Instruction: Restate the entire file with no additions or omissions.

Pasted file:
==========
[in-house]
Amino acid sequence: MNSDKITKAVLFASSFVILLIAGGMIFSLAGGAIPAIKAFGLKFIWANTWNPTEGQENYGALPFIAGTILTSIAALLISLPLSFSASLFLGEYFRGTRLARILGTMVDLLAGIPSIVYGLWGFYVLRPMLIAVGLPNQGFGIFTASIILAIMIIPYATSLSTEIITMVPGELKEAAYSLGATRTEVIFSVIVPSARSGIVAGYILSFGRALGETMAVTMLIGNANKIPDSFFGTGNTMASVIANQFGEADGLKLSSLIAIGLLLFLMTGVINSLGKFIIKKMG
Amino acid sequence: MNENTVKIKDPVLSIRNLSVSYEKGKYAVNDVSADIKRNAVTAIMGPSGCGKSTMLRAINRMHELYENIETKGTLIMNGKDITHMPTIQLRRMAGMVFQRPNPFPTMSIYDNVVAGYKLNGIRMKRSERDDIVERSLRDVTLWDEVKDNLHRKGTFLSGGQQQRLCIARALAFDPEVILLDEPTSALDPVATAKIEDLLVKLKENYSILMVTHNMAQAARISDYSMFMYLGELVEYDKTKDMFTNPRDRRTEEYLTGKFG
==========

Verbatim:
[in-house]
Amino acid sequence: MNSDKITKAVLFASSFVILLIAGGMIFSLAGGAIPAIKAFGLKFIWANTWNPTEGQENYGALPFIAGTILTSIAALLISLPLSFSASLFLGEYFRGTRLARILGTMVDLLAGIPSIVYGLWGFYVLRPMLIAVGLPNQGFGIFTASIILAIMIIPYATSLSTEIITMVPGELKEAAYSLGATRTEVIFSVIVPSARSGIVAGYILSFGRALGETMAVTMLIGNANKIPDSFFGTGNTMASVIANQFGEADGLKLSSLIAIGLLLFLMTGVINSLGKFIIKKMG
Amino acid sequence: MNENTVKIKDPVLSIRNLSVSYEKGKYAVNDVSADIKRNAVTAIMGPSGCGKSTMLRAINRMHELYENIETKGTLIMNGKDITHMPTIQLRRMAGMVFQRPNPFPTMSIYDNVVAGYKLNGIRMKRSERDDIVERSLRDVTLWDEVKDNLHRKGTFLSGGQQQRLCIARALAFDPEVILLDEPTSALDPVATAKIEDLLVKLKENYSILMVTHNMAQAARISDYSMFMYLGELVEYDKTKDMFTNPRDRRTEEYLTGKFG